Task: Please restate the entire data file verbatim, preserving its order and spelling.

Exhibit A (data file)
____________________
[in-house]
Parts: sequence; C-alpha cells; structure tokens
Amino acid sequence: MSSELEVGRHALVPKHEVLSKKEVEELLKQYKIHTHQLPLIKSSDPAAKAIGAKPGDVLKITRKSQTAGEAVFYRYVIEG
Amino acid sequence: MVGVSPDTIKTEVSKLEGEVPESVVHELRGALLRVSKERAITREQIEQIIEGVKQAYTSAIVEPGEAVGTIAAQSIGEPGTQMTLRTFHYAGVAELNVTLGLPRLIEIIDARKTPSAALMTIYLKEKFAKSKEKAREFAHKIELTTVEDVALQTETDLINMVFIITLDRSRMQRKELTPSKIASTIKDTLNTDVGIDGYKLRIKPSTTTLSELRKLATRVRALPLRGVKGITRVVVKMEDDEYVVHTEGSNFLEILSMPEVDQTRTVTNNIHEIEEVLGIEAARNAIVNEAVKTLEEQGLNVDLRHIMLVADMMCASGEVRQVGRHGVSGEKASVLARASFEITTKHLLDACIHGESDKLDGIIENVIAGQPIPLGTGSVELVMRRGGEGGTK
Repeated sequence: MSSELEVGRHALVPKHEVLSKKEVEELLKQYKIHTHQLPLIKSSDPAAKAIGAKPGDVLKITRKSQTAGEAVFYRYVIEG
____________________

[in-house]
Parts: sequence; C-alpha cells; structure tokens
Amino acid sequence: MSSELEVGRHALVPKHEVLSKKEVEELLKQYKIHTHQLPLIKSSDPAAKAIGAKPGDVLKITRKSQTAGEAVFYRYVIEG
Amino acid sequence: MVGVSPDTIKTEVSKLEGEVPESVVHELRGALLRVSKERAITREQIEQIIEGVKQAYTSAIVEPGEAVGTIAAQSIGEPGTQMTLRTFHYAGVAELNVTLGLPRLIEIIDARKTPSAALMTIYLKEKFAKSKEKAREFAHKIELTTVEDVALQTETDLINMVFIITLDRSRMQRKELTPSKIASTIKDTLNTDVGIDGYKLRIKPSTTTLSELRKLATRVRALPLRGVKGITRVVVKMEDDEYVVHTEGSNFLEILSMPEVDQTRTVTNNIHEIEEVLGIEAARNAIVNEAVKTLEEQGLNVDLRHIMLVADMMCASGEVRQVGRHGVSGEKASVLARASFEITTKHLLDACIHGESDKLDGIIENVIAGQPIPLGTGSVELVMRRGGEGGTK
Repeated sequence: MSSELEVGRHALVPKHEVLSKKEVEELLKQYKIHTHQLPLIKSSDPAAKAIGAKPGDVLKITRKSQTAGEAVFYRYVIEG